Book it to the Squamish library | Squamish Chief

Book it to the Squamish library

Contactless, curbside pickup now offered

Getting bored with your own books?

Good news, then, because the Squamish Public Library reopened for takeout service on May 21.

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Director of library services Hilary Bloom said on May 22 that though the library started the service in a soft-launch fashion, the response has been strong and readers should be patient as staff sort through requests.

"Already, we're getting lots of requests through our website and phone from people who are wanting to put a hold on items," she said. "It's chugging along.

"We're rolling it out in a way [that's] based on the capacity of our staff, so we're only able to run it for limited hours at this point. We're pacing ourselves in terms of how many requests we're fulfilling at a time."

Under the new system, when readers' requests are fulfilled, they are notified and told that they can swing by the library. They drive around back and ring the doorbell. A staff member responds through a nearby window and retrieves the items, placing them outside the door.

"It's basically a contactless, curbside pick-up," Bloom said.

In addition to the inherent joy of serving patrons again, library staff members are also excited by an initiative in which they can make recommendations through the readers' advisory service if asked.

"Staff help patrons with choosing materials, selecting based on their interests and then either using the catalogue or doing it on behalf of the patron. Different people have different preferences and abilities in terms of how they want to get this done," she said. "Staff are in their happy place. This is what they're really good at, helping people hone in on the titles that will be what they're looking for."

All items checked out at this point will have a due date of July 3, longer than the standard three-week window. However, the return slot will remain open for earlier returns.

"We aren't sure what the next steps are going to look like in terms of opening up services, so basically, we just wanted to make sure people didn't feel pressured or rushed to get materials back to us," she said.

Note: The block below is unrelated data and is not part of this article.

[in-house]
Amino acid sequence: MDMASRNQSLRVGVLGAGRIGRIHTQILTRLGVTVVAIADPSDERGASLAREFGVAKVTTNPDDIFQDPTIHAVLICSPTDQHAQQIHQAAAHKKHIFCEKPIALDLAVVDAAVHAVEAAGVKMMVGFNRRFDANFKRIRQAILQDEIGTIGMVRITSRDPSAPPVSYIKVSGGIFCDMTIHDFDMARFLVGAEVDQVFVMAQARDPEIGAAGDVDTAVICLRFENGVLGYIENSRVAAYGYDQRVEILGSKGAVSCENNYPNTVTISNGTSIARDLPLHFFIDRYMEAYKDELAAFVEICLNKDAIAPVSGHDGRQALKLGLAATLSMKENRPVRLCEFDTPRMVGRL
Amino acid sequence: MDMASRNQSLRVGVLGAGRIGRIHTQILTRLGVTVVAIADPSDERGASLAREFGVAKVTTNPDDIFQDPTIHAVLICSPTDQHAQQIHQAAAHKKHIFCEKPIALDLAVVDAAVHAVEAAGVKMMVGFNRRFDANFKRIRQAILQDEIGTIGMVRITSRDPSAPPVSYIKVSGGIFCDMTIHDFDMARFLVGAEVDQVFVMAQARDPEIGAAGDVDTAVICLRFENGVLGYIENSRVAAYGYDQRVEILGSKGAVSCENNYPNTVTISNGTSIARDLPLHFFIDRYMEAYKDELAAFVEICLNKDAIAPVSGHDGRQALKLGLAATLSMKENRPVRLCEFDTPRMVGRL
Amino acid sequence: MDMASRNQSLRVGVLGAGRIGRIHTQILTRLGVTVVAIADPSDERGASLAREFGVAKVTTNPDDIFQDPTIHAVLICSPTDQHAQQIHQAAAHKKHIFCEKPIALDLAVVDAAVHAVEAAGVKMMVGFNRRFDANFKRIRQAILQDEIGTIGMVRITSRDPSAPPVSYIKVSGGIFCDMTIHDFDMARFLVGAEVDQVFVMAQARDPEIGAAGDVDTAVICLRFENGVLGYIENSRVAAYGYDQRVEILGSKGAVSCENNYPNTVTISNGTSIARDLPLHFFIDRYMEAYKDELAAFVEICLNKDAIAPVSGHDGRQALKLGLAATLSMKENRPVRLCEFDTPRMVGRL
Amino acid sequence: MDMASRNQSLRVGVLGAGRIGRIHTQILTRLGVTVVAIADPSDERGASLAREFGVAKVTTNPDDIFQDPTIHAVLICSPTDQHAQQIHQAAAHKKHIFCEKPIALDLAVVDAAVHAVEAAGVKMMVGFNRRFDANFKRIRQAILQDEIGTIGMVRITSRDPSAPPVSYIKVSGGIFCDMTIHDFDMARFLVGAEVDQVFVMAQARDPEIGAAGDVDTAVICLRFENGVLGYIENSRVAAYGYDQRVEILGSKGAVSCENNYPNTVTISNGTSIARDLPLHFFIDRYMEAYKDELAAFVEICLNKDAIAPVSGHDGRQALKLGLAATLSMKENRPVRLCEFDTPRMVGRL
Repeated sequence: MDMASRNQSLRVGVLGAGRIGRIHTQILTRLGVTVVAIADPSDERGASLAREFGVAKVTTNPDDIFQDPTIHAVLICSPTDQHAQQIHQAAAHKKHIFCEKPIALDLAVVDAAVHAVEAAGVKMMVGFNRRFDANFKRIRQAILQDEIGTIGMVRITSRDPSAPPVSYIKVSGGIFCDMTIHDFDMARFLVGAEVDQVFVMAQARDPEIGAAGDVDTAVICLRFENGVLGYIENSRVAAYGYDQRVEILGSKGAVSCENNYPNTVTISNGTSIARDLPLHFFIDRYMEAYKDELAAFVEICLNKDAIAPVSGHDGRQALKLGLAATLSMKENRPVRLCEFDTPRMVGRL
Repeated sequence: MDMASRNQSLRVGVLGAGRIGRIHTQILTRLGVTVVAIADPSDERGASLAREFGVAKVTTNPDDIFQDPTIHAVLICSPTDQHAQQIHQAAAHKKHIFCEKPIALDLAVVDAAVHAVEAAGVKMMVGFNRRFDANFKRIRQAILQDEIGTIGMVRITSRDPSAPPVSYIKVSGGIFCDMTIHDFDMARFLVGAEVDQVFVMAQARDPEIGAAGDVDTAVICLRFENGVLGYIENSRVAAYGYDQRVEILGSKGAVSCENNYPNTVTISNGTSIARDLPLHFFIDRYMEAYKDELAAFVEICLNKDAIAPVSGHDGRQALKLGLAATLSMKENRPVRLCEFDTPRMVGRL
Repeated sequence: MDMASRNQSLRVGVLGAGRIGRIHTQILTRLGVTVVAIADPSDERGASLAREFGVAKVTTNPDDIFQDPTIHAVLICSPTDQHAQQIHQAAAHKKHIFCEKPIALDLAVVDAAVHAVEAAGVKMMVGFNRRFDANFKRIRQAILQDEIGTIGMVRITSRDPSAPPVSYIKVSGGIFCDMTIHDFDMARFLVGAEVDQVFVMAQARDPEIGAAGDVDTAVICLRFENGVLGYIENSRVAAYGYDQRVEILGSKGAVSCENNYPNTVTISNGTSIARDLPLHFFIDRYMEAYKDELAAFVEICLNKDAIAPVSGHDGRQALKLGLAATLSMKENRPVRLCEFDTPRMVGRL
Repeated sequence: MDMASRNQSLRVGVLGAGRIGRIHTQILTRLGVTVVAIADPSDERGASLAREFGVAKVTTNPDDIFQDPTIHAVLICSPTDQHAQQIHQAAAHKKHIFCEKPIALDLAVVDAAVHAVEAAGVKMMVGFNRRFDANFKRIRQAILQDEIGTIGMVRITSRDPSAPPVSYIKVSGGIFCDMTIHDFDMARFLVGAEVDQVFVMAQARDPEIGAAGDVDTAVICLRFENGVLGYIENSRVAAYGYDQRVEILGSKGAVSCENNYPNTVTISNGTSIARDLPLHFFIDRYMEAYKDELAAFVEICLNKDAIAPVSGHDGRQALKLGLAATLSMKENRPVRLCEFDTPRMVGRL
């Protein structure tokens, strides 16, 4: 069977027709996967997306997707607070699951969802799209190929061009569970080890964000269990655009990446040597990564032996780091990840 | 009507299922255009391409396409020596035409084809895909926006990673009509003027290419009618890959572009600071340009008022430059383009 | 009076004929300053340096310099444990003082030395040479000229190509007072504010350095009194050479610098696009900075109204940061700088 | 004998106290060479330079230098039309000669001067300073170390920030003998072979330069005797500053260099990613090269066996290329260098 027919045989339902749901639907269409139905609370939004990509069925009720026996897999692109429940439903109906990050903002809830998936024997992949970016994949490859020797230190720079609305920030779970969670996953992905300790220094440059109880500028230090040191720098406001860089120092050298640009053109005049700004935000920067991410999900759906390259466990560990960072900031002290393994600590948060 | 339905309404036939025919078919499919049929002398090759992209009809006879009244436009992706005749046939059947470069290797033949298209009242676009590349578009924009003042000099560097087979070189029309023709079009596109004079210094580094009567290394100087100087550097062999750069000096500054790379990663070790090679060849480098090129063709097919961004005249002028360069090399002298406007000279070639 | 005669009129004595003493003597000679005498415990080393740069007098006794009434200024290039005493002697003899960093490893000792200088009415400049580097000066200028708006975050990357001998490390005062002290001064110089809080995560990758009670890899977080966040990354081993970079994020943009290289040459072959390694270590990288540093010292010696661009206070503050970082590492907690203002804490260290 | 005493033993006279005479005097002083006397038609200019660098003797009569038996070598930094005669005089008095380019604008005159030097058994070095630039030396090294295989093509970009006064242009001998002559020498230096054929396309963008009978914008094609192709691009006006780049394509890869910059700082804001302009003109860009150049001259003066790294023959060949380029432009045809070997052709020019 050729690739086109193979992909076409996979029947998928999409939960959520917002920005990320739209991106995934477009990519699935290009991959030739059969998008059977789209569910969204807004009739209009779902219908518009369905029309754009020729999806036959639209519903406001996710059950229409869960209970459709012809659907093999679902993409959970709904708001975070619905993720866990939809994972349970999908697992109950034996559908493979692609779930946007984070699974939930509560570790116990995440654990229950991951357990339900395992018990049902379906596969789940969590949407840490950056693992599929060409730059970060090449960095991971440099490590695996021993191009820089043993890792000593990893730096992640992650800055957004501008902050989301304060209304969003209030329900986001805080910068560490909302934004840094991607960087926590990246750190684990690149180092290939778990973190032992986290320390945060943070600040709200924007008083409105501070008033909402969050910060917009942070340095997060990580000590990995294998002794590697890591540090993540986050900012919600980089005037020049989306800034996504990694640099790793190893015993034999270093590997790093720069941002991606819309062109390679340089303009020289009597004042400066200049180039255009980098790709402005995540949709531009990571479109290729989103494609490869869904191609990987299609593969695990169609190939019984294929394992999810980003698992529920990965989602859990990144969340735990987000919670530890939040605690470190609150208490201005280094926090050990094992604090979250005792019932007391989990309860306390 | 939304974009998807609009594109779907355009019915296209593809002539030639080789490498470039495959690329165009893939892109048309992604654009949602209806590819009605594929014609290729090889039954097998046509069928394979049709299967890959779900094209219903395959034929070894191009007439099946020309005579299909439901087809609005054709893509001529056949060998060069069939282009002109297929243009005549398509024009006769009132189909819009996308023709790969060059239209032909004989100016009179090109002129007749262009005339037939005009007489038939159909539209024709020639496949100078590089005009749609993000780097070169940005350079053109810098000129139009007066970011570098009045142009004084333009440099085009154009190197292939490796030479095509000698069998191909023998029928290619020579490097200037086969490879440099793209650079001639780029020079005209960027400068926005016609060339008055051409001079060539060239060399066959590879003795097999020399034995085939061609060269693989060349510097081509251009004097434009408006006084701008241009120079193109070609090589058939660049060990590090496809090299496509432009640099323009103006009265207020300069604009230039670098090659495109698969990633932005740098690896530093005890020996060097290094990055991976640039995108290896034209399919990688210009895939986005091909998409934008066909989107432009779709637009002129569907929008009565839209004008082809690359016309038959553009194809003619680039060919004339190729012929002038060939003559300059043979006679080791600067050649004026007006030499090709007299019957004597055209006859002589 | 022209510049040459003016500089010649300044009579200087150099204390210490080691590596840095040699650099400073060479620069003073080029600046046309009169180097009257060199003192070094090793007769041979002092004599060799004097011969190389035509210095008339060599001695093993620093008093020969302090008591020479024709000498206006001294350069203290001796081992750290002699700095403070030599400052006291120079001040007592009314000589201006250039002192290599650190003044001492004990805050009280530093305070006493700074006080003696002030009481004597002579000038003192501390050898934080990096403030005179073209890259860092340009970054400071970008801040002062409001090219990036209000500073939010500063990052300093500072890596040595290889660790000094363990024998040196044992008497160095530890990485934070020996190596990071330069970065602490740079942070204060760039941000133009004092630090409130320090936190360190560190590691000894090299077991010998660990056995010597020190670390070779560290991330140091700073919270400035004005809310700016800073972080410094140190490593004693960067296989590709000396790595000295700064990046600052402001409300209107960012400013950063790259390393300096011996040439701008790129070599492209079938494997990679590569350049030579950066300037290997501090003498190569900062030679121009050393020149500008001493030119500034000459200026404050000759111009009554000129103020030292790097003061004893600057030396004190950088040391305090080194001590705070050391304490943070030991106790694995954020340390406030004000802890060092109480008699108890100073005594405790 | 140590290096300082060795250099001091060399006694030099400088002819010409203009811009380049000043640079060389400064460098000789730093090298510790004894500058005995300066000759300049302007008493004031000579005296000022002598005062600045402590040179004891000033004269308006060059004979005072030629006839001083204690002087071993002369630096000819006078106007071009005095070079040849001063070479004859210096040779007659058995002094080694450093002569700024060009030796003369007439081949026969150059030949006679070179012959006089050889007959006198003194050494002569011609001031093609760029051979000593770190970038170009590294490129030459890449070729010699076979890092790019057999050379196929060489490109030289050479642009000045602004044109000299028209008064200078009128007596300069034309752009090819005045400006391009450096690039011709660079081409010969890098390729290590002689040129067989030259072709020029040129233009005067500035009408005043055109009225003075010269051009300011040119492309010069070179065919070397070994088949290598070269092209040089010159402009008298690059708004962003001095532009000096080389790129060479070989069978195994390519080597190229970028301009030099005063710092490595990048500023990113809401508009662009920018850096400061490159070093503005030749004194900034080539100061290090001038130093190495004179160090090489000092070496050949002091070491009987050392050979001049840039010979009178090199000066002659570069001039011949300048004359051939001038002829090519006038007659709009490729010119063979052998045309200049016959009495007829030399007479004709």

When the library receives items back, they will go through a 72-hour quarantine period before being put back into circulation. Bloom said the provincial network of library directors and library systems has come together effectively to create the new standards.

"We're ensuring that they are undergoing a 72-hour quarantine before being checked in, shelved, handled again, just to again ensure the safety of everyone, including the staff," she said.

Those who feel ill or have a household member who does are discouraged from using the service until they feel better.

A small selection of items such as video game consoles and larger kits are not being made available at this time as they do not fit in the return slot.

"Almost everything is available to be borrowed again," Bloom said.

Bloom added that there's not yet an indication when the library will reopen its doors to visitors, but stressed that the takeout services fulfill a major part of the library's mandate.

"The thing that people have been missing most is getting those items in their hands, so we want to make sure that we're doing it safely and we're doing it well," she said. "We want to be leaders in safe provision of services as opposed to the fastest to get back to a full reopening."

Bloom added that after closing in mid-March, the library shifted programming such as storytime and all-ages programming online, while it also has myriad digital resources available.

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